So I worry as I see Ann getting older, getting more savvy and asking, expectantly, if we might get pizza or bagels, and if there's a visit to a zoo or a park awaiting her. RaggedyDad and I are cognizant of our mutual aim to counterbalance every parent's wish to give their kids the world, and (most) every parents hope that their kids don't turn out, well, spoiled. There is certainly a difference between spoiling kids with "things" and spoiling kids with "time and attention", but I think that overdoing the "experiences" reeks more of "things" than of "time and attention".

I think we're working it out, and I think we're coming out ahead. However, it's a long, fun road ahead.


socialworker/frustrated mom said...

You are a great mom.

Ezzie said...

That's funny... when I was growing up, I thought Sundays = Football. (Actually, I still do. My SIL warned Serach just before we got engaged: "You do know that you're about to become a Sunday widow..." She didn't understand, but now she does. :) )

You live really close to a nice park - walkable, too. My mom didn't drive, and we didn't do much as kids, but I and my siblings always loved the simplest places best... to the point that when my brother (32) and his family were recently in Cleveland and went to the Cleveland Metroparks, his face lit up completely when he saw the plain old large hills of grass. My parents said he was even more excited than his kids.

SephardiLady said...

Great last point about experiences and giving too much on the material end over time and attention. We occassionally do a "big" experience (which is probably small compared to what others do) and stick with smaller activities that promote bonding: puzzles, parks, legos, games.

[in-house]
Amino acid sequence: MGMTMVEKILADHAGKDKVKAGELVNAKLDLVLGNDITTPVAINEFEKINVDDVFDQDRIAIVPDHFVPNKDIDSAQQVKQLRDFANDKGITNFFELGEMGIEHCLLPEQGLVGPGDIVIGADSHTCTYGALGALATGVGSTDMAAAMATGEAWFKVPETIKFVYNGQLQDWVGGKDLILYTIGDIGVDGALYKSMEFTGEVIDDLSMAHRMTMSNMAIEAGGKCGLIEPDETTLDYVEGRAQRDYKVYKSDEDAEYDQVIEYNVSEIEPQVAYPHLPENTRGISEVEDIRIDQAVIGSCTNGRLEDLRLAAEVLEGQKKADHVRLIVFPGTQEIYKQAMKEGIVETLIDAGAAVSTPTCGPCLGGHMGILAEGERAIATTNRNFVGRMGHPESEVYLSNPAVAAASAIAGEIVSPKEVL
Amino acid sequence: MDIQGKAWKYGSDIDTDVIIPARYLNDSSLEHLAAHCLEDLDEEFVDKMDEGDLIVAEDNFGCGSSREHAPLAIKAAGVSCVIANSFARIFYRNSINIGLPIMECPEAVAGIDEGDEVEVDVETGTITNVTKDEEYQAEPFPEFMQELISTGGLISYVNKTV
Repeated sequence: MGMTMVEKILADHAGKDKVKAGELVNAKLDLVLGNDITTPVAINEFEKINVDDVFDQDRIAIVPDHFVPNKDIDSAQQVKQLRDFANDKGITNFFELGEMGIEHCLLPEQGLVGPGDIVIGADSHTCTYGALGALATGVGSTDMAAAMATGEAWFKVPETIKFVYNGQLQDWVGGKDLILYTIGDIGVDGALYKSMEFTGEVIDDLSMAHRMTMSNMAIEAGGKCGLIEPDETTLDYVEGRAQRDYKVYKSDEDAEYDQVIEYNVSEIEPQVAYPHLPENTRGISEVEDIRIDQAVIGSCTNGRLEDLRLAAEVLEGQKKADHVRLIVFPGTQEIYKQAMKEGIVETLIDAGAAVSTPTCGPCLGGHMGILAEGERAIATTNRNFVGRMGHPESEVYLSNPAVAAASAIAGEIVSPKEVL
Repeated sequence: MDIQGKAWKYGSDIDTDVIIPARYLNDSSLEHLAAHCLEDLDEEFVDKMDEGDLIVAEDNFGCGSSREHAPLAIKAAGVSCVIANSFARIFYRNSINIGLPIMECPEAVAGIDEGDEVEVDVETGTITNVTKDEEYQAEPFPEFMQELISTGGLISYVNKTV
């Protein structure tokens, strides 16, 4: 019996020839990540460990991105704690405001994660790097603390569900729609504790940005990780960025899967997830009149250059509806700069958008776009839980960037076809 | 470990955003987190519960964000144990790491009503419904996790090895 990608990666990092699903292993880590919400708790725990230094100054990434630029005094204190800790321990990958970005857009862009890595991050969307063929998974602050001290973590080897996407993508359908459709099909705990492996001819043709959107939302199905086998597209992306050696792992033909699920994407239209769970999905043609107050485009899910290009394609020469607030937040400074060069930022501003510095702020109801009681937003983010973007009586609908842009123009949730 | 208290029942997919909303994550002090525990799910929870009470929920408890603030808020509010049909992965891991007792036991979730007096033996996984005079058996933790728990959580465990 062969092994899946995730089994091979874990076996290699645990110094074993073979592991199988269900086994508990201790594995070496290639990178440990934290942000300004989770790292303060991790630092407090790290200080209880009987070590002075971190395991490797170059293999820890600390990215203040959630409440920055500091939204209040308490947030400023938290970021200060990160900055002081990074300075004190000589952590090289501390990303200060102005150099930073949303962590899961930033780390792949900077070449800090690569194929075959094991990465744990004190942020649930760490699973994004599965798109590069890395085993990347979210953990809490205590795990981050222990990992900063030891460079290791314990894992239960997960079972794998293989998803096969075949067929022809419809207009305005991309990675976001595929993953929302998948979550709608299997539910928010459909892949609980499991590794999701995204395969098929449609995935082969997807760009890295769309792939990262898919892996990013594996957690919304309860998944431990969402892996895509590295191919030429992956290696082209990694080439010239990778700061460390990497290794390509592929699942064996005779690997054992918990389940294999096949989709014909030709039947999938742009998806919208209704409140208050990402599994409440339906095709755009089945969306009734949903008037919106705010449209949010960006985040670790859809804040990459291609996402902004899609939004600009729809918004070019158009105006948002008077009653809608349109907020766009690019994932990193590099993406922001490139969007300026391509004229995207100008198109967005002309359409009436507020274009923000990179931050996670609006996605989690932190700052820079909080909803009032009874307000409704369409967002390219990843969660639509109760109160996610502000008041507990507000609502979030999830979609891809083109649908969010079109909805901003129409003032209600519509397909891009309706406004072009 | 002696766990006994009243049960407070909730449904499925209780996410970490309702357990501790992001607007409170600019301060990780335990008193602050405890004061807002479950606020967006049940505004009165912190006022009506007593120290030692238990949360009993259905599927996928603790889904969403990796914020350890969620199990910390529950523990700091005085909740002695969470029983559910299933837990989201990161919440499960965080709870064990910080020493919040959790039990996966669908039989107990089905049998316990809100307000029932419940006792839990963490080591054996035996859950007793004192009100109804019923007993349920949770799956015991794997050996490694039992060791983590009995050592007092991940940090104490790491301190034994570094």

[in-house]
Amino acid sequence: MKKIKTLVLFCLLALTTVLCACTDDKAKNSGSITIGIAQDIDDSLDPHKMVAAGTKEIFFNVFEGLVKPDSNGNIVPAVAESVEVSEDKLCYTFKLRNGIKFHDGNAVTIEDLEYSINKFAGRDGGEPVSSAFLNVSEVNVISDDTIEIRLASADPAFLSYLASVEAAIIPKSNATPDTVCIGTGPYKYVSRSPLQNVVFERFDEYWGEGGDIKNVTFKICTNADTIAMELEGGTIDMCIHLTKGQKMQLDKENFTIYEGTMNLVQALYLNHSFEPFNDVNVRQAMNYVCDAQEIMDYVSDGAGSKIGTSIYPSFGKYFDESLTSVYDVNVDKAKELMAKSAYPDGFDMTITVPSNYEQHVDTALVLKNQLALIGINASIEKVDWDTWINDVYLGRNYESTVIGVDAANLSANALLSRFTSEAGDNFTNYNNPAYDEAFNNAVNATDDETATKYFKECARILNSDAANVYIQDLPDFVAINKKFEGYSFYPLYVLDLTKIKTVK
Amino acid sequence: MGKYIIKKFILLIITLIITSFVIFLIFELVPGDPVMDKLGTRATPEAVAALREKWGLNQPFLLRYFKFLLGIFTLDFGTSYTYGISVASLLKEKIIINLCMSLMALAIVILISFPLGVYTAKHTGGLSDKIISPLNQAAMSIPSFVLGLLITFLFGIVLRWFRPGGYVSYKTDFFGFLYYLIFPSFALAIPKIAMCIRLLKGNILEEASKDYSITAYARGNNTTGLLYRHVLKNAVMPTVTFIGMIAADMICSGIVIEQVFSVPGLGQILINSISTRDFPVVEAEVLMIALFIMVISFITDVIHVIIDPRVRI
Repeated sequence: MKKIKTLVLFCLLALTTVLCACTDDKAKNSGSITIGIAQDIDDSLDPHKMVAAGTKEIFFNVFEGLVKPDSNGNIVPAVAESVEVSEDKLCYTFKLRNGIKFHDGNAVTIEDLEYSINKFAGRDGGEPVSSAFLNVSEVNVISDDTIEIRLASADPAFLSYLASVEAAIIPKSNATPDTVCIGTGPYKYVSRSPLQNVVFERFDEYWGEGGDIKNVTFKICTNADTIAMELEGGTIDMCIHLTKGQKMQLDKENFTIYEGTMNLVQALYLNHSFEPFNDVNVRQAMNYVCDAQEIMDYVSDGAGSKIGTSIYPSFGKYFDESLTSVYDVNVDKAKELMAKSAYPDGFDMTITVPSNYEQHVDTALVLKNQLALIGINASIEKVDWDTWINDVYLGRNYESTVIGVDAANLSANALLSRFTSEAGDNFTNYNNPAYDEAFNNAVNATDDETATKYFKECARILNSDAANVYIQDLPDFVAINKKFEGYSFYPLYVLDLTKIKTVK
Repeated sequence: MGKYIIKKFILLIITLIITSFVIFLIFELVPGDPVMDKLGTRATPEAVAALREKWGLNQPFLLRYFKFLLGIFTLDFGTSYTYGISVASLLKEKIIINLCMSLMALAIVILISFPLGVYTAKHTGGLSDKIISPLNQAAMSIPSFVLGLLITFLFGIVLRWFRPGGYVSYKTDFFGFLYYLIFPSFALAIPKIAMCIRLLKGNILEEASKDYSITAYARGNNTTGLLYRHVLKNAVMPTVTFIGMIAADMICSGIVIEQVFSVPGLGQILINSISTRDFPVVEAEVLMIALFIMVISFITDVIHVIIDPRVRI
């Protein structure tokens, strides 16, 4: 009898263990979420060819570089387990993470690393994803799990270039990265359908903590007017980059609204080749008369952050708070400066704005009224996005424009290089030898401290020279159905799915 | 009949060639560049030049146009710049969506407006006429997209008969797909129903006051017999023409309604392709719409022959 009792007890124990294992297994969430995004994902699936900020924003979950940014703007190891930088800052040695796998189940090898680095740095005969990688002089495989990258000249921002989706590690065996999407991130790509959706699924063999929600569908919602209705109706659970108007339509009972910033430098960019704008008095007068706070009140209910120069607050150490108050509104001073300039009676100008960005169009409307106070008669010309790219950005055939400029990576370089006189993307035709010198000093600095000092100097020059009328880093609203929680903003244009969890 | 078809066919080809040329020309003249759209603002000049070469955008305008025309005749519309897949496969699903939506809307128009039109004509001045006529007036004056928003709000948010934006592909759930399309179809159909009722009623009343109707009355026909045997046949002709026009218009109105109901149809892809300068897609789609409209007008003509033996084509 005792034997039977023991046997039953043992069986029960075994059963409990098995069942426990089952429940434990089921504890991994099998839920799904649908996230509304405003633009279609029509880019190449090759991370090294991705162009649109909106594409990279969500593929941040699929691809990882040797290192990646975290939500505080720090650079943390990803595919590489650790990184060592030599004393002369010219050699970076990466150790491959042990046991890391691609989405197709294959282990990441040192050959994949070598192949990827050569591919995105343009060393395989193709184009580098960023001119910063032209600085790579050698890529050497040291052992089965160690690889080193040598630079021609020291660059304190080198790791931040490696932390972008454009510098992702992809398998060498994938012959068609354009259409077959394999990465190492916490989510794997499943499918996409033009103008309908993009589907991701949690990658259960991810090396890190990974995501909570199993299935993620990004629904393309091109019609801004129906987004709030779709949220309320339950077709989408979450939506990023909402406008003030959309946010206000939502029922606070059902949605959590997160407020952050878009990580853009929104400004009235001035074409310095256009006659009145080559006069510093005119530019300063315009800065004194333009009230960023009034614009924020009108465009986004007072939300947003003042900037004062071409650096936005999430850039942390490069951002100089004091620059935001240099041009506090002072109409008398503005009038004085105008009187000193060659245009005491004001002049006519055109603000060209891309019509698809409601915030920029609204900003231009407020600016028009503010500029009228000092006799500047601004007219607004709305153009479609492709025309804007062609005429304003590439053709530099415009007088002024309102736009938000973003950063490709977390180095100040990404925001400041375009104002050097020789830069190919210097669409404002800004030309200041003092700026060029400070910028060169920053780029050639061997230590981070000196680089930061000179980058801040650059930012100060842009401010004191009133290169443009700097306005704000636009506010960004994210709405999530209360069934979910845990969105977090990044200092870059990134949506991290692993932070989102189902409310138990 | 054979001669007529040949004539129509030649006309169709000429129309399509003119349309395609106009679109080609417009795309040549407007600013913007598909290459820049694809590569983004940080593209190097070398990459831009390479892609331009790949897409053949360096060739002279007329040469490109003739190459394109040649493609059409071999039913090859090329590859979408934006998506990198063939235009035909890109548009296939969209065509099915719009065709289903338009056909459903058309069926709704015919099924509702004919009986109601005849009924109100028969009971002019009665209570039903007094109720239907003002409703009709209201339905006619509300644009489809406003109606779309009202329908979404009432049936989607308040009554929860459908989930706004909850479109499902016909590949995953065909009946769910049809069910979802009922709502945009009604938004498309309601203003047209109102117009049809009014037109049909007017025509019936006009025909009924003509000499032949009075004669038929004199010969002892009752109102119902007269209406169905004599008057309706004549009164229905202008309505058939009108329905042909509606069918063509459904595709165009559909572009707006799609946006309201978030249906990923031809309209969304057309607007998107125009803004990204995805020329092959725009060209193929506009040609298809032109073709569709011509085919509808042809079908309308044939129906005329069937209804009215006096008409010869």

I wish I had you as a neighbor!

Jack's Shack said...

Sounds like you are doing a fine job.

kasamba said...

Parenting can feel like you're blindfolded in a round room, looking for the corners!
Saying that, you guys seem like you have your act together!

PsychoToddler said...

When my kids were small, and I was a resident, sunday meant "abba on call" day. And mommy occupies the kids. Now it's more of a shopping/laundry day. And shlepping the boys from and to the Yeshiva.

RaggedyMom said...

SWFM - Thank you so much - it's what I strive to be. And it takes one to know one.

Ezzie - You mean the park overlooking 3 major highways and truck exhaust fumes? I get it - maybe if the kids develop asthma they'll show less interest in Sunday activities! Clever! :) RD hates the pollution - what can you do? This ain't no Cleveland.

Baruch Hashem RD is not a spectator sports kinda guy at all. Serach can always come hang out with us while you ogle the ogres in their funny white pants.

How does your mom survive out there without driving?! I feel like the no driving thing has always limited my parents' choice of where to live, as my mom doesn't want to always depend on rides. Is there excellent public transportation in Cleveland?